Donald Trump / Mike Pence ended up carrying the Electoral College numbers (306), with Hillary Clinton / Tim Kaine capturing the popular vote by over 2,800,000 votes. As of this writing, the Electoral College has not yet convened to cast the final votes for President-Elect Donald Trump and Vice President-Elect Mike Pence. That happens on December 19, 2016. Theoretically, they will vote as their states voted. They don’t have to, but penalties for changing their vote vary from fines and jail time, to rejection of their vote, to no consequence whatsoever. [UPDATE: On December 19, 2016 the Electoral College officially named Donald Trump the President-Elect, with 306 electoral votes.]
So here I sit, pondering the future, and wondering how we spent billions of dollars on campaigns (when you include all the state and local elections, the expenditure is staggering), and basically changed nothing that will fix a single problem for the average American citizen. In all probability, many people will end up losing much more than they gain. Health care may be gone entirely. Minimum wage may stay stagnant, and the elderly may see decreases, rather than cost of living increases. Veterans will still be ignored, and education will remain unattainable for the people who need it most to pull themselves together and become contributing members of society. On November 9th, I began to understand “apathy.” It starts with confusion. Sometimes frustration or anger steps in, but basically I felt myself becoming drained of enthusiasm, lost to reason, and unable to communicate with my empathy for humanity. Apathy comes from constant defeat, lack of progress – no matter how hard one works, and the slow knowledge that one’s voice is no longer heard.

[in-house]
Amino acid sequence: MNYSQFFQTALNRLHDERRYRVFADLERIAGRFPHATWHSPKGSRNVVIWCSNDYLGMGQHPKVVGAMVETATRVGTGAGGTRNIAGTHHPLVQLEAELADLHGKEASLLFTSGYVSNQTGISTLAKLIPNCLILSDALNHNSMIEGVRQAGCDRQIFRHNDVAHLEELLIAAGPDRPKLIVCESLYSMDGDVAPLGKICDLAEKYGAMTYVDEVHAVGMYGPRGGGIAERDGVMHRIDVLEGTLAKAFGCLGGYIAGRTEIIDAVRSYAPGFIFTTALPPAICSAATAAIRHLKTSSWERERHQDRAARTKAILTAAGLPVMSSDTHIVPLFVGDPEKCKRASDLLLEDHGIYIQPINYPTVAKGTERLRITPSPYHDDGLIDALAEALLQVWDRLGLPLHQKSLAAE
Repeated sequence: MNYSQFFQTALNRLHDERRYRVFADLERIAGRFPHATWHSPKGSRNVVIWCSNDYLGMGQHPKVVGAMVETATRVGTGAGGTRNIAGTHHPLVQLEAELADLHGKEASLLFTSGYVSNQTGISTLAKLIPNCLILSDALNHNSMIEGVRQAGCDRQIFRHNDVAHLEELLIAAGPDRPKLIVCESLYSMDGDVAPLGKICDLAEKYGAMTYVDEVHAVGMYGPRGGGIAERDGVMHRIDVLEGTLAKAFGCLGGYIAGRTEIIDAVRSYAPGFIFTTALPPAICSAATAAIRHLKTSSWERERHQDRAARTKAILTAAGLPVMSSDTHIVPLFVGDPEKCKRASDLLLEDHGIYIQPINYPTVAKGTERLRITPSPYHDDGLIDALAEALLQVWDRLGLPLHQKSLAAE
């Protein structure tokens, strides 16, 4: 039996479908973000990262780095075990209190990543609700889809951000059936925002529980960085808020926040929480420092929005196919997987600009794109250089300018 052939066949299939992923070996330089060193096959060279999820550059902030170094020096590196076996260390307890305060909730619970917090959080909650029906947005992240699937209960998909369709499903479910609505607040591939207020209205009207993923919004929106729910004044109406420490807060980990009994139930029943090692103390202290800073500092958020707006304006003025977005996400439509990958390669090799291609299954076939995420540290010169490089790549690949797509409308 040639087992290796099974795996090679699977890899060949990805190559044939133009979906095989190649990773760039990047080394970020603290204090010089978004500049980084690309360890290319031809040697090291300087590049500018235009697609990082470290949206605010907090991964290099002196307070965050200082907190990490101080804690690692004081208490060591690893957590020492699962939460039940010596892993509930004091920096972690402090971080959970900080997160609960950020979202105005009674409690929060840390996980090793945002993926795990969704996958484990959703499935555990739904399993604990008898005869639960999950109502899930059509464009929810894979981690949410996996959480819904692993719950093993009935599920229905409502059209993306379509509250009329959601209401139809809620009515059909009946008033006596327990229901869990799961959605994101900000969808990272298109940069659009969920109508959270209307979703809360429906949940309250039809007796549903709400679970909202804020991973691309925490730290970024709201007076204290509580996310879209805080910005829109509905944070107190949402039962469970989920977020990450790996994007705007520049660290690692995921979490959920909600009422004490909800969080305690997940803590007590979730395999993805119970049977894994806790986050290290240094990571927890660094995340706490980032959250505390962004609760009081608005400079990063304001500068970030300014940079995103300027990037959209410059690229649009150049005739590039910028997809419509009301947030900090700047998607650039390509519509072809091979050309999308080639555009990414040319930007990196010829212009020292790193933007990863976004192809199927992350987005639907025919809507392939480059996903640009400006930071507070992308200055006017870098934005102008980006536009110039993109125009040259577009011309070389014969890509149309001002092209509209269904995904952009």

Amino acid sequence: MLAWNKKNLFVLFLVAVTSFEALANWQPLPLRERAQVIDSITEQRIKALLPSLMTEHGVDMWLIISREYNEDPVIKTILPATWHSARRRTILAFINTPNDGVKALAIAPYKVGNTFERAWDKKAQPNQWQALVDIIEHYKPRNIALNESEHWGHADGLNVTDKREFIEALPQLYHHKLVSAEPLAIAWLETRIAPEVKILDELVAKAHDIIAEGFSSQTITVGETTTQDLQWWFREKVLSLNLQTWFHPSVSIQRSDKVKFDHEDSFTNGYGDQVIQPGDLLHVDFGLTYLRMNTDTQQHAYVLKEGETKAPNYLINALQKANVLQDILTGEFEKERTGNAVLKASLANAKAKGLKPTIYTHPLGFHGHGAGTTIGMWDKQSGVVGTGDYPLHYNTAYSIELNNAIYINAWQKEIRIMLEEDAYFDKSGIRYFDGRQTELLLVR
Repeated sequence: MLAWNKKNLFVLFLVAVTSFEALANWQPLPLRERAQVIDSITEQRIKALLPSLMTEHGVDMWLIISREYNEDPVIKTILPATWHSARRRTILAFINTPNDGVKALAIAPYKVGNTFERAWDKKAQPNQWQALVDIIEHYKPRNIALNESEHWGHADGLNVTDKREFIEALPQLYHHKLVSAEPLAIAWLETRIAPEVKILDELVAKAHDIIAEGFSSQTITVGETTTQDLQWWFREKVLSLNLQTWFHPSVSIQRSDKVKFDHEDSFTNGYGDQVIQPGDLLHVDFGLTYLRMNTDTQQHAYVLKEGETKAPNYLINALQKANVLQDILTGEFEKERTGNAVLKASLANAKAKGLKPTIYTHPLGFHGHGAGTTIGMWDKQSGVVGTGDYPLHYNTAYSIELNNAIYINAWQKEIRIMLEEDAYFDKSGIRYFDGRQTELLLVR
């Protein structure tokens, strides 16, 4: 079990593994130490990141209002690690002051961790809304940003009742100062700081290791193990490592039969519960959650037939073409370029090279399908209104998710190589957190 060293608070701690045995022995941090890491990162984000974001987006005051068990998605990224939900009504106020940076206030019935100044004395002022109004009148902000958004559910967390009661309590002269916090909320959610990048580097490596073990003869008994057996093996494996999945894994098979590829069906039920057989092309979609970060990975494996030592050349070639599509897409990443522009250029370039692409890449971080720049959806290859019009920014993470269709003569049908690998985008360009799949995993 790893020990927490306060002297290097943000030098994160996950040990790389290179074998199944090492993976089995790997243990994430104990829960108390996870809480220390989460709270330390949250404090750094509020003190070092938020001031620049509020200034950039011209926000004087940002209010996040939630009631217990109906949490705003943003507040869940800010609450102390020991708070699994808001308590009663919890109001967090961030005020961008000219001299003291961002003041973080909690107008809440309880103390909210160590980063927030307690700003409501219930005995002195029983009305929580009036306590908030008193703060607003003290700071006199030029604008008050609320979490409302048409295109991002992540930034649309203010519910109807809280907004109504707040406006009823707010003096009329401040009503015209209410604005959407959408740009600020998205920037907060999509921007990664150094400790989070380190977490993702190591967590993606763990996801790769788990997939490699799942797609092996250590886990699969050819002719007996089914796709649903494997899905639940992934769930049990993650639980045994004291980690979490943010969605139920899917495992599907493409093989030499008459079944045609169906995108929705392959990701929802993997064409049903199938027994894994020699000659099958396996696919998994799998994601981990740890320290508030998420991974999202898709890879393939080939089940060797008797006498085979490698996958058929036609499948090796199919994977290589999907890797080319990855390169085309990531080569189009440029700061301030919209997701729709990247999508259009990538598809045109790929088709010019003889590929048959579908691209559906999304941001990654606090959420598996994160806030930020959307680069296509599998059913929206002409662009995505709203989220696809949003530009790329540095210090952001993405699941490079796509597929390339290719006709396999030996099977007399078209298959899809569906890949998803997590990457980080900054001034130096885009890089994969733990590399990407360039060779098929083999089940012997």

My sense of apathy does not come from any one single person winning or losing, but rather from the lack of interest (apathy) I saw from the American citizens who did not take the time to do a little bit of research in order to find out how the government works, to fact-check what candidates said – or was said about them, or to consider what brought us to the place we are today, and what needs to be done to better our situations and the situations of millions of other people who are still struggling. They voted blindly for “their congressional representatives” because they were told that it was the other ones that were doing nothing. They voted carelessly for their presidential candidate because theirs wasn’t as bad as the other (?), but they did so without finding out more about the other, or considering different views. Worst of all, they chose to only listen to the rhetoric that shored up the opinions they had already formed, many based on memes from Face Book and tweets from friends and members of the parties they felt affiliated with. The answer for too many was “do nothing.”
Writing this commentary is my first step in escaping the grasp of apathy. I don’t like it here. I know there are people out there like me… still fighting, still knowing that we can change the path we are following right now if we find our courage, beliefs and passions again.
My second step will be a thorough research project and post about Fake News. Freedom of the Press is one of the basic elements of our United States Constitution and our democracy, but it has been egregiously undermined and abused. It’s all part of this frightening journey we’re on; road signs giving false directions, dragging us through apathetic darkness and leading us to unintended destinations. Look for my post in the coming days.